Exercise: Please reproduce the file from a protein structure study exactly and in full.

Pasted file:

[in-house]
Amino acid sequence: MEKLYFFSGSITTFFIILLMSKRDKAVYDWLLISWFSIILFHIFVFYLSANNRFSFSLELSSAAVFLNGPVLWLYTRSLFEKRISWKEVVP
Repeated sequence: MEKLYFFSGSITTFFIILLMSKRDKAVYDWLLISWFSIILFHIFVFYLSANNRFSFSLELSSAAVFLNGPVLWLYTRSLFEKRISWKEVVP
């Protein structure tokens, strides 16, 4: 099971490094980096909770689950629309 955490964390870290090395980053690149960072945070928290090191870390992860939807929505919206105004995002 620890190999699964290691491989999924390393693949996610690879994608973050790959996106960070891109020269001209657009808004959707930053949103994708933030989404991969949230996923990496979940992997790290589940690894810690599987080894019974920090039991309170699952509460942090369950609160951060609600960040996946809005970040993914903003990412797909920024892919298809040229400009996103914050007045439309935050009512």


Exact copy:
[in-house]
Amino acid sequence: MEKLYFFSGSITTFFIILLMSKRDKAVYDWLLISWFSIILFHIFVFYLSANNRFSFSLELSSAAVFLNGPVLWLYTRSLFEKRISWKEVVP
Repeated sequence: MEKLYFFSGSITTFFIILLMSKRDKAVYDWLLISWFSIILFHIFVFYLSANNRFSFSLELSSAAVFLNGPVLWLYTRSLFEKRISWKEVVP
């Protein structure tokens, strides 16, 4: 099971490094980096909770689950629309 955490964390870290090395980053690149960072945070928290090191870390992860939807929505919206105004995002 620890190999699964290691491989999924390393693949996610690879994608973050790959996106960070891109020269001209657009808004959707930053949103994708933030989404991969949230996923990496979940992997790290589940690894810690599987080894019974920090039991309170699952509460942090369950609160951060609600960040996946809005970040993914903003990412797909920024892919298809040229400009996103914050007045439309935050009512």